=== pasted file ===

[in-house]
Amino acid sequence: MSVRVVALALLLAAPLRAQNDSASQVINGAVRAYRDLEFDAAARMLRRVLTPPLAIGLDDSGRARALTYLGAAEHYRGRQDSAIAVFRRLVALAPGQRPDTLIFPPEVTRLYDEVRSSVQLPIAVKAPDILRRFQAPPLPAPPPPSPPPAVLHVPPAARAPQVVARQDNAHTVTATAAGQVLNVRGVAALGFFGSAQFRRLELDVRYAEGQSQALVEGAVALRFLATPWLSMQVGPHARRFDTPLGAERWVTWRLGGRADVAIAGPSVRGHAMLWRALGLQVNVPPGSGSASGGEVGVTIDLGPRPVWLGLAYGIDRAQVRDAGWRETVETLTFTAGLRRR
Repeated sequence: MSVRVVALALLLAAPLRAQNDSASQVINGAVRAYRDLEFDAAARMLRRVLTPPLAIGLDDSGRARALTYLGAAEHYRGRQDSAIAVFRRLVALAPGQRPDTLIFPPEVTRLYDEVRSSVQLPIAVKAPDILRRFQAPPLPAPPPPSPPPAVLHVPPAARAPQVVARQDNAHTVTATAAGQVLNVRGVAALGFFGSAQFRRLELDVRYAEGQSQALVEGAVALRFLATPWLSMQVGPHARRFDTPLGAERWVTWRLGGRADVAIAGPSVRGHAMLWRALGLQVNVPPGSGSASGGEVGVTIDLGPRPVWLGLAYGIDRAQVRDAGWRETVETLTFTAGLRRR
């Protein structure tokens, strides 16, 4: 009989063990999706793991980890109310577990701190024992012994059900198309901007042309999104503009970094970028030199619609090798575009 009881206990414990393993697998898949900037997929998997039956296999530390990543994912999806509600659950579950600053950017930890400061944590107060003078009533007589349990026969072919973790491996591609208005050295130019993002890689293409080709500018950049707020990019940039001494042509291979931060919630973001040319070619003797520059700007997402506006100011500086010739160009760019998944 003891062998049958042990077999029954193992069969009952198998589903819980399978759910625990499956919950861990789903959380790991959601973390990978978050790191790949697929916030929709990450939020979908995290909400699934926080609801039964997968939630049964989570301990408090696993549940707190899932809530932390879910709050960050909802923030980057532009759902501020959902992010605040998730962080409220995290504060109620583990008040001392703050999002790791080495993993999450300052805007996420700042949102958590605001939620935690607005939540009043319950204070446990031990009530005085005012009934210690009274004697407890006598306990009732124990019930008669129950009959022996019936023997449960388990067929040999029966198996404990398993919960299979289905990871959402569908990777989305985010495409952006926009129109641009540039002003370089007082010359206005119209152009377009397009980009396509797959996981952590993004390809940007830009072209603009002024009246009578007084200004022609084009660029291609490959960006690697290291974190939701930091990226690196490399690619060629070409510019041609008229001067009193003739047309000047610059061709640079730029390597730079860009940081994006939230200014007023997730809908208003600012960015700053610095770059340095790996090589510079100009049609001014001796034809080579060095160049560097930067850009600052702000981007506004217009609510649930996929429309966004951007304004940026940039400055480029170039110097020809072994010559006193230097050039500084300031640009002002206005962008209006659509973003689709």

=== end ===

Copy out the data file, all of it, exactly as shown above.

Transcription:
[in-house]
Amino acid sequence: MSVRVVALALLLAAPLRAQNDSASQVINGAVRAYRDLEFDAAARMLRRVLTPPLAIGLDDSGRARALTYLGAAEHYRGRQDSAIAVFRRLVALAPGQRPDTLIFPPEVTRLYDEVRSSVQLPIAVKAPDILRRFQAPPLPAPPPPSPPPAVLHVPPAARAPQVVARQDNAHTVTATAAGQVLNVRGVAALGFFGSAQFRRLELDVRYAEGQSQALVEGAVALRFLATPWLSMQVGPHARRFDTPLGAERWVTWRLGGRADVAIAGPSVRGHAMLWRALGLQVNVPPGSGSASGGEVGVTIDLGPRPVWLGLAYGIDRAQVRDAGWRETVETLTFTAGLRRR
Repeated sequence: MSVRVVALALLLAAPLRAQNDSASQVINGAVRAYRDLEFDAAARMLRRVLTPPLAIGLDDSGRARALTYLGAAEHYRGRQDSAIAVFRRLVALAPGQRPDTLIFPPEVTRLYDEVRSSVQLPIAVKAPDILRRFQAPPLPAPPPPSPPPAVLHVPPAARAPQVVARQDNAHTVTATAAGQVLNVRGVAALGFFGSAQFRRLELDVRYAEGQSQALVEGAVALRFLATPWLSMQVGPHARRFDTPLGAERWVTWRLGGRADVAIAGPSVRGHAMLWRALGLQVNVPPGSGSASGGEVGVTIDLGPRPVWLGLAYGIDRAQVRDAGWRETVETLTFTAGLRRR
């Protein structure tokens, strides 16, 4: 009989063990999706793991980890109310577990701190024992012994059900198309901007042309999104503009970094970028030199619609090798575009 009881206990414990393993697998898949900037997929998997039956296999530390990543994912999806509600659950579950600053950017930890400061944590107060003078009533007589349990026969072919973790491996591609208005050295130019993002890689293409080709500018950049707020990019940039001494042509291979931060919630973001040319070619003797520059700007997402506006100011500086010739160009760019998944 003891062998049958042990077999029954193992069969009952198998589903819980399978759910625990499956919950861990789903959380790991959601973390990978978050790191790949697929916030929709990450939020979908995290909400699934926080609801039964997968939630049964989570301990408090696993549940707190899932809530932390879910709050960050909802923030980057532009759902501020959902992010605040998730962080409220995290504060109620583990008040001392703050999002790791080495993993999450300052805007996420700042949102958590605001939620935690607005939540009043319950204070446990031990009530005085005012009934210690009274004697407890006598306990009732124990019930008669129950009959022996019936023997449960388990067929040999029966198996404990398993919960299979289905990871959402569908990777989305985010495409952006926009129109641009540039002003370089007082010359206005119209152009377009397009980009396509797959996981952590993004390809940007830009072209603009002024009246009578007084200004022609084009660029291609490959960006690697290291974190939701930091990226690196490399690619060629070409510019041609008229001067009193003739047309000047610059061709640079730029390597730079860009940081994006939230200014007023997730809908208003600012960015700053610095770059340095790996090589510079100009049609001014001796034809080579060095160049560097930067850009600052702000981007506004217009609510649930996929429309966004951007304004940026940039400055480029170039110097020809072994010559006193230097050039500084300031640009002002206005962008209006659509973003689709």